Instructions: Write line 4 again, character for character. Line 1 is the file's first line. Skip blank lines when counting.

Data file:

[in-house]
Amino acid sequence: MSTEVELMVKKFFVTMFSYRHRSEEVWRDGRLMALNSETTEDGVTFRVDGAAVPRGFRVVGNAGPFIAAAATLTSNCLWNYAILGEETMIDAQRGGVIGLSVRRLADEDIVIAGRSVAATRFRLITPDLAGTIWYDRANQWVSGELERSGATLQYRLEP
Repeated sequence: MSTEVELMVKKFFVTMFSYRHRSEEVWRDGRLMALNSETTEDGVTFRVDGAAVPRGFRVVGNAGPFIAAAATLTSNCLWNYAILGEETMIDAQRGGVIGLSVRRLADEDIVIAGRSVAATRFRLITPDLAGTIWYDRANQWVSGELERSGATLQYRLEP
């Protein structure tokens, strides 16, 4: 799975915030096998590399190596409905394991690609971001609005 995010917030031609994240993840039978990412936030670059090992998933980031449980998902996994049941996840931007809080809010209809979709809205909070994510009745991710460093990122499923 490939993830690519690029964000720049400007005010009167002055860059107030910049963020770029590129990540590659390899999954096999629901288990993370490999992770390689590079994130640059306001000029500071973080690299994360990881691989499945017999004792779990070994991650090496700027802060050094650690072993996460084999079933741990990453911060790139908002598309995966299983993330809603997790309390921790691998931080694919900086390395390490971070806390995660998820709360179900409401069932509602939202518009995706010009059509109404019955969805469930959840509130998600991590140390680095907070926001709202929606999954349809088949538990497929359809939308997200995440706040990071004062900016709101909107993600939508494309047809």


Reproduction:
């Protein structure tokens, strides 16, 4: 799975915030096998590399190596409905394991690609971001609005 995010917030031609994240993840039978990412936030670059090992998933980031449980998902996994049941996840931007809080809010209809979709809205909070994510009745991710460093990122499923 490939993830690519690029964000720049400007005010009167002055860059107030910049963020770029590129990540590659390899999954096999629901288990993370490999992770390689590079994130640059306001000029500071973080690299994360990881691989499945017999004792779990070994991650090496700027802060050094650690072993996460084999079933741990990453911060790139908002598309995966299983993330809603997790309390921790691998931080694919900086390395390490971070806390995660998820709360179900409401069932509602939202518009995706010009059509109404019955969805469930959840509130998600991590140390680095907070926001709202929606999954349809088949538990497929359809939308997200995440706040990071004062900016709101909107993600939508494309047809």